I am still convinced that words must recover their lost function. I think credibility is an inexhaustible well. Especially in a country that in the past, as I said, has squandered tons of credibility on the altar of quick and easy consensus. On the confidence market, the interlocutors measure you – I repeat it – on the basis of consistency between what you say and what you do. It is true for people, it is true for societies, it is true for such complex systems as current globalized States. If your word is not considered reliable, no reassures, promises, or announces will not work.
I have always tried to apply this belief in an almost sacral way. I have often been accused of talking too little and criticized because I chose a low-key, institutional, and little combative style of communication. I have certainly made mistakes. Yet, for me the value of words is still one of the cornerstones on which to build good politics. For example, very simply, if you make a commitment, you cannot hope that citizens will forget about them and not honor them. Nor can you rely on the poker logic of continuous revival – a promise today, another one tomorrow – because in the end, the bluff will be discovered.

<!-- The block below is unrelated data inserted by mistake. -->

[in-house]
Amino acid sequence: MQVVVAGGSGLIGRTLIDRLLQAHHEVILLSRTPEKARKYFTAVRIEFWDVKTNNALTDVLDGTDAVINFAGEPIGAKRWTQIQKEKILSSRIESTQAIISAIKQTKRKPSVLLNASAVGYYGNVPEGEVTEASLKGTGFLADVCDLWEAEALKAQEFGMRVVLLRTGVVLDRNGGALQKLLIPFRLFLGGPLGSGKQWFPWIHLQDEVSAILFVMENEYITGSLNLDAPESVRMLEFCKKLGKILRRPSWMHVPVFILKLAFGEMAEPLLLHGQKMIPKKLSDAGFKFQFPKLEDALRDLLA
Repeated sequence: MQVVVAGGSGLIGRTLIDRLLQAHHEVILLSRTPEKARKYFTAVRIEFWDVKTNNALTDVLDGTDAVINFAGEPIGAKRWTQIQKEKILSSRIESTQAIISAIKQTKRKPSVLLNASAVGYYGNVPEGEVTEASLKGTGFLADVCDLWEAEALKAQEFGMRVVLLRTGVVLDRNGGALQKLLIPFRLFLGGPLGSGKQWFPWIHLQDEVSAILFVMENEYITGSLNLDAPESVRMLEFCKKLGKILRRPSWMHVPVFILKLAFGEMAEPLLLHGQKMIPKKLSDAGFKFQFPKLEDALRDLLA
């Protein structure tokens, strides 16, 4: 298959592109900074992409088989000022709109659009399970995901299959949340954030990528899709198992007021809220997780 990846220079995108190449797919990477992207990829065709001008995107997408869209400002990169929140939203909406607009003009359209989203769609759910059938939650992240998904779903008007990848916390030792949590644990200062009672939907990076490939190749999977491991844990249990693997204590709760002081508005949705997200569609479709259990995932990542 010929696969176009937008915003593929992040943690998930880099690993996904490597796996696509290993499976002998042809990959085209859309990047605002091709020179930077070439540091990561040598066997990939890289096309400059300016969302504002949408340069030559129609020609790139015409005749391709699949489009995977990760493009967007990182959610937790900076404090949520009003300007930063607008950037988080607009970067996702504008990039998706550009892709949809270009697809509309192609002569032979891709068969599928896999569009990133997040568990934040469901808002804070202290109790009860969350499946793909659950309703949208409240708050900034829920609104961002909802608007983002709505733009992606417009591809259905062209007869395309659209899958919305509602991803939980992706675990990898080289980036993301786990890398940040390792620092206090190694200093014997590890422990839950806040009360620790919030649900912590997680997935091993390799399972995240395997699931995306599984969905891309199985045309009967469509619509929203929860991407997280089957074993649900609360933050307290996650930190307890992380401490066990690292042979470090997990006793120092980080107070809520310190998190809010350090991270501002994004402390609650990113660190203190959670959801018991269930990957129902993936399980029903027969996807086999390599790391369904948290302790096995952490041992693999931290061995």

We, for example, had pledged to abolish public financing of political parties. More than once, both inside and outside the Parliament. In the end we did it, despite the obvious resistance and the less obvious (which for me have certainly been more surprising).
At the beginning of my mandate, to cite another case which is particularly close to my heart, I said that in case it was proved that the Government had penalized cultural policies, I would have resigned. At the end of the day, despite the fact that resources always seem to poor for those who handle public money, resources for culture, schools, and universities increased during those months. I think first of all about the ambitious – in its scope and modes – program with the European Investment Bank with regard to school construction. Or the right to education, whose financing we have rendered structural, thanks primarily to the commitment and passion of the Minister Maria Chiara Carrozza. In a country where inequalities continue to grow, both inside and in relation to other advanced societies, the “social elevator”, so to say, should and has to start moving and working. Of course more could have been done. But being faithful to what I had said was an priority question for me.
Besides being a matter of regret, it suggests how much attention those who have positions of public responsibility should be reserved to the value of words. Are there still alternatives to compulsive announcing? If you do not exaggerate, insult, can you still be heard? I think you can. And I am sure of it today more than ever. Moreover, I think it is our duty to oppose this wave when it is necessary.
From Going together, going far (Mondadori editions)